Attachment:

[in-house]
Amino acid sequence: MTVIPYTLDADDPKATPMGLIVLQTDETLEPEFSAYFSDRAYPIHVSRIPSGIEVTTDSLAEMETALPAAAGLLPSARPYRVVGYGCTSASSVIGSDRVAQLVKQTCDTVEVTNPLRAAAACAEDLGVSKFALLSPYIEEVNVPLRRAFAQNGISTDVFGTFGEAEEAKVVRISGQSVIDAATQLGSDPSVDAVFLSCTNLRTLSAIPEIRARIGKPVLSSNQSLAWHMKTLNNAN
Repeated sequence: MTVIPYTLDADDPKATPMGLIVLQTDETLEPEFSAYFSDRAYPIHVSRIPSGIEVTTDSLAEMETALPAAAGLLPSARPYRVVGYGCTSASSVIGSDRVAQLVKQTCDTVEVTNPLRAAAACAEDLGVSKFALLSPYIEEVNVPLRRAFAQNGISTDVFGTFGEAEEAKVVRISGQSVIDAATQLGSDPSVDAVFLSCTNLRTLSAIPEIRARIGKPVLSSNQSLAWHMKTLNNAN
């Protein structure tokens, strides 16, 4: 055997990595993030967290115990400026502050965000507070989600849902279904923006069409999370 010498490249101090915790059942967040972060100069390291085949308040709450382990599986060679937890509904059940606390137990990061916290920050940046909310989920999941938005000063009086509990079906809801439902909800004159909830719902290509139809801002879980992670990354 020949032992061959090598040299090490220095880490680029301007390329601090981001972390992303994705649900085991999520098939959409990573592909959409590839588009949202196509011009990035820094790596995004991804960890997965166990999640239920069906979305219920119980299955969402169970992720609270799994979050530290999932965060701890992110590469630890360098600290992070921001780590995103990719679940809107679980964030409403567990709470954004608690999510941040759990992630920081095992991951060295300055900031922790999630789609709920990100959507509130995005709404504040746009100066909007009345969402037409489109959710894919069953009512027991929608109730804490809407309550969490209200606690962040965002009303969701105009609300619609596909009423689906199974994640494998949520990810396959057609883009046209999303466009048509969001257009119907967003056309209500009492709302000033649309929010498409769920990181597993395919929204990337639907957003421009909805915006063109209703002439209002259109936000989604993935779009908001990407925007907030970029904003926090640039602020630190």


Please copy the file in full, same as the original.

[in-house]
Amino acid sequence: MTVIPYTLDADDPKATPMGLIVLQTDETLEPEFSAYFSDRAYPIHVSRIPSGIEVTTDSLAEMETALPAAAGLLPSARPYRVVGYGCTSASSVIGSDRVAQLVKQTCDTVEVTNPLRAAAACAEDLGVSKFALLSPYIEEVNVPLRRAFAQNGISTDVFGTFGEAEEAKVVRISGQSVIDAATQLGSDPSVDAVFLSCTNLRTLSAIPEIRARIGKPVLSSNQSLAWHMKTLNNAN
Repeated sequence: MTVIPYTLDADDPKATPMGLIVLQTDETLEPEFSAYFSDRAYPIHVSRIPSGIEVTTDSLAEMETALPAAAGLLPSARPYRVVGYGCTSASSVIGSDRVAQLVKQTCDTVEVTNPLRAAAACAEDLGVSKFALLSPYIEEVNVPLRRAFAQNGISTDVFGTFGEAEEAKVVRISGQSVIDAATQLGSDPSVDAVFLSCTNLRTLSAIPEIRARIGKPVLSSNQSLAWHMKTLNNAN
């Protein structure tokens, strides 16, 4: 055997990595993030967290115990400026502050965000507070989600849902279904923006069409999370 010498490249101090915790059942967040972060100069390291085949308040709450382990599986060679937890509904059940606390137990990061916290920050940046909310989920999941938005000063009086509990079906809801439902909800004159909830719902290509139809801002879980992670990354 020949032992061959090598040299090490220095880490680029301007390329601090981001972390992303994705649900085991999520098939959409990573592909959409590839588009949202196509011009990035820094790596995004991804960890997965166990999640239920069906979305219920119980299955969402169970992720609270799994979050530290999932965060701890992110590469630890360098600290992070921001780590995103990719679940809107679980964030409403567990709470954004608690999510941040759990992630920081095992991951060295300055900031922790999630789609709920990100959507509130995005709404504040746009100066909007009345969402037409489109959710894919069953009512027991929608109730804490809407309550969490209200606690962040965002009303969701105009609300619609596909009423689906199974994640494998949520990810396959057609883009046209999303466009048509969001257009119907967003056309209500009492709302000033649309929010498409769920990181597993395919929204990337639907957003421009909805915006063109209703002439209002259109936000989604993935779009908001990407925007907030970029904003926090640039602020630190």